• Technical assistance in response to over a thousand requests per year from multiple disciplines, policy-makers, and the media.
  • Online tracking charts summarizing the status of state legislation on guardianship, elder abuse, health care decision-making, and other subjects.
  • Collaboration with the National Guardianship Network in promoting and supporting interdisciplinary state groups on guardianship reform. These groups, called WINGS, now exist in 17 states, and with new funding from the Administration on Community Living, the Commission will increase that number and evaluate their success.
  • Completion of a review of legal capacity restoration policies and practices and a convening of an expert roundtable to identify model policies and best practices. The report of this cutting edge project is forthcoming.
  • Consultation and advisory engagements aimed at improving state health care decisions, guardianship, and elder abuse laws, as well as federal policy under the Elder Justice Act, the Older Americans Act, and Medicare and Medicaid.
  • Advisory and technical assistance activities with the National POLST Paradigm Task Force, which has been in the forefront of bringing POLST programs (Physician Orders for Life-Sustaining Treatment) to nearly every state.
  • Continuing liaison work with the United Nations Open-Ended Working Group on Ageing in its efforts to examine the need for an international convention on the rights of older persons.
  • Policy development and advocacy efforts within the ABA and at the state and federal level in conjunction with ABA Government Affairs, particularly the February 2015 adoption by the ABA of the Commission’s resolution to support access to and financing of high-quality, comprehensive long-term supportive services for persons with advanced illness.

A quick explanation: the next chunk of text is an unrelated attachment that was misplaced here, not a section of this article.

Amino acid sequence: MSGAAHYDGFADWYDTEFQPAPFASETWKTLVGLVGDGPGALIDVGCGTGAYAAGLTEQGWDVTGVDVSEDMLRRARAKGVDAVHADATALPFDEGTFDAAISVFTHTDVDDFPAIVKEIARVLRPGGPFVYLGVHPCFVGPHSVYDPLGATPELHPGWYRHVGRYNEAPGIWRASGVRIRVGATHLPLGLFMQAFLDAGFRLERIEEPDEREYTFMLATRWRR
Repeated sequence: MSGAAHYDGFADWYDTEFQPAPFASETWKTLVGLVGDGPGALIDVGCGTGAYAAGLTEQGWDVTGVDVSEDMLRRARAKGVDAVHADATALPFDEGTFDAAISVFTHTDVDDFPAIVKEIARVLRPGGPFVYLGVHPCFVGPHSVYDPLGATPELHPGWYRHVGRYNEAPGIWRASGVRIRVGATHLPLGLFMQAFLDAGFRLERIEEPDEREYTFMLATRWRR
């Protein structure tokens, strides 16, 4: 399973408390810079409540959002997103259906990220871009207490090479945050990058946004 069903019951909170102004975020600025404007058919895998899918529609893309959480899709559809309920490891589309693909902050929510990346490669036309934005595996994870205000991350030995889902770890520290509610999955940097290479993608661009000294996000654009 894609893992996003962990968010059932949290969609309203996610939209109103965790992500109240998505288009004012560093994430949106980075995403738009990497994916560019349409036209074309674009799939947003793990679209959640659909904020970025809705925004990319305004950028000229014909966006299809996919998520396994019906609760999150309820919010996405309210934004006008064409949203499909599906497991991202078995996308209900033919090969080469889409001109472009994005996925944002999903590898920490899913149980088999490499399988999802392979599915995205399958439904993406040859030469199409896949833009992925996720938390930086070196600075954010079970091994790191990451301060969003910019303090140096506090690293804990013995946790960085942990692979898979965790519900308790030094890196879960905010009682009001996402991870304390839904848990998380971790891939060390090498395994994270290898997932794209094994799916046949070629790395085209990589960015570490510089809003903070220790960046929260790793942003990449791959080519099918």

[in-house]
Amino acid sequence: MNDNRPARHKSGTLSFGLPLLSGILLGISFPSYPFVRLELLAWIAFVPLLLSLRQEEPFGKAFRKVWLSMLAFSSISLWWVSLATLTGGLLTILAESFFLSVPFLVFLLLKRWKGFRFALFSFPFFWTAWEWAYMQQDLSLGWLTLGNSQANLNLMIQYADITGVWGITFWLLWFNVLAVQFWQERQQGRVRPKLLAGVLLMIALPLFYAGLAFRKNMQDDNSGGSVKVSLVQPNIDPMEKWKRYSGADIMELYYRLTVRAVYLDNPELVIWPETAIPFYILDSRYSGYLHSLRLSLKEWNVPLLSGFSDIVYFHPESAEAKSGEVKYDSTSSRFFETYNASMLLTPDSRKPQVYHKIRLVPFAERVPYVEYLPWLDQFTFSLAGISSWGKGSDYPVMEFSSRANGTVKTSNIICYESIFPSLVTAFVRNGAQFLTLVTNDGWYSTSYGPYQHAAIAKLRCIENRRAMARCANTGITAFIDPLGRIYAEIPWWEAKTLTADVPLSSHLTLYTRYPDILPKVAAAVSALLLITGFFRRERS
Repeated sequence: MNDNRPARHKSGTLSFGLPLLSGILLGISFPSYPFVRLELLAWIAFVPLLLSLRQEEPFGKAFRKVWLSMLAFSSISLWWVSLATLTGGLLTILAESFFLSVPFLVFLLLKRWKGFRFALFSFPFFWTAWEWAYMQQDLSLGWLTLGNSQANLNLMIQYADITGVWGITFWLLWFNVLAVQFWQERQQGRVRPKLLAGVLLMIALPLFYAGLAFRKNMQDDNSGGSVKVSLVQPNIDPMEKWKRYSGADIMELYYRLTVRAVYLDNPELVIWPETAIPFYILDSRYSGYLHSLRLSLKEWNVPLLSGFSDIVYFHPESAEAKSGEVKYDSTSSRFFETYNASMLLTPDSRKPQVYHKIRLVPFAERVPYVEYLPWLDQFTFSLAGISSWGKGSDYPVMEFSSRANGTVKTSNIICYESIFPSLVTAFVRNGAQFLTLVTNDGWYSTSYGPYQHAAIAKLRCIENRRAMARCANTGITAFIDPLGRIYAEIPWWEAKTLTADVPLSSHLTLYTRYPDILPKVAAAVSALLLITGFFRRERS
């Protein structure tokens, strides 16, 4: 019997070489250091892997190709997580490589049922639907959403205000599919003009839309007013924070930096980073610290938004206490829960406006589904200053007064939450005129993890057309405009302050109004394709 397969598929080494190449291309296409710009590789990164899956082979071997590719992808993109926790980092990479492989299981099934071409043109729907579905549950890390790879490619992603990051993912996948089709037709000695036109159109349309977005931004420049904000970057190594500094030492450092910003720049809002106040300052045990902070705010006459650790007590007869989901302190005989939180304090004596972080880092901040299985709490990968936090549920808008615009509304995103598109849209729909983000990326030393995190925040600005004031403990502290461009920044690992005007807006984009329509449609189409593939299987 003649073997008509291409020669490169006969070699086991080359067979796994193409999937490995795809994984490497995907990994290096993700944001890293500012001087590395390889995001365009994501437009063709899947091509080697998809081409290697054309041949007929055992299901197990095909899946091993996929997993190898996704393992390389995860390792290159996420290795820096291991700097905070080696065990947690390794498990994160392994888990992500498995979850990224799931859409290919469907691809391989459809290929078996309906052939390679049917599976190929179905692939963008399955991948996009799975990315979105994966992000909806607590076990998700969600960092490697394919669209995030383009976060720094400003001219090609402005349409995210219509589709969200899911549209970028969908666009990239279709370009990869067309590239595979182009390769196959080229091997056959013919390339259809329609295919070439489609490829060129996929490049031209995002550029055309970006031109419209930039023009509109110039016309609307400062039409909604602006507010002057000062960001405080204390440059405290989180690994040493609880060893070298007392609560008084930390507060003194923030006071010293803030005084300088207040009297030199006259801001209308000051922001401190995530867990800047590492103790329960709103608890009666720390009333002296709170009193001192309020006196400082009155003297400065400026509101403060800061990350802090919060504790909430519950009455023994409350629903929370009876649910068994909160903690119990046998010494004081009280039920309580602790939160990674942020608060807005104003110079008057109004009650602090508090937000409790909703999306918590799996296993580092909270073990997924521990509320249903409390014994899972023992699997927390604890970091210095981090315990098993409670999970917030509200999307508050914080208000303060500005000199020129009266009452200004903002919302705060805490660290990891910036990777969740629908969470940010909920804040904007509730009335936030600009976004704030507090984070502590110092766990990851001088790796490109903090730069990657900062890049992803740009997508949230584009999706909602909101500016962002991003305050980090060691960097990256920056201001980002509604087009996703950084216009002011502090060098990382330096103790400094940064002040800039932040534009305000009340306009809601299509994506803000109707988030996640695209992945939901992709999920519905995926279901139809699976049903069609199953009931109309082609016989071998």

The Commission’s work has had a positive Impact on the Public through our:

  • Educational self-help materials for the general public, addressing legal education of family caregivers (e.g., Ten Tips for Family Caregivers); financial exploitation (e.g., the lay fiduciary guide series); health care advance care planning; and other topics.
  • Promotion of National Health Decisions Day, April 16, including updating of the free publication Myths and Facts About Health Care Advance Directives.
  • Collaboration with researchers and consumer groups to develop resources and strategies to empower individuals and their families in accessing the information, care, and services they need.

A recurring word I have used throughout these highlights is “collaboration.” The strength of the Commission is its ability to work with and bring together experts and stakeholders across practice areas, different professional disciplines, and the public and private sectors to examine needs, find solutions, and implement them.

I am proud of our successes and accomplishments and look forward to continuing success in furthering the ABA Commission’s work in meeting the law-related needs of older individuals.

I encourage you to get involved. This may be accomplished through participating on one of our excellent discussion lists, such as Elderbar, subscribing to our bi-monthly e-journal Bifocal, interacting with us through our social media accounts, or by contacting us to discuss potential partnership opportunities.

Hon. Patricia Banks
Commission Chair
2016–2017 ■

Hon. Patricia Banks

Judge Patricia Banks serves on the Executive Committee of the Circuit Court of Cook County and is Presiding Judge of the Elder Law and Miscellaneous Remedies Division of the Circuit Court. She is Chair of the ABA Commission on Law and Aging.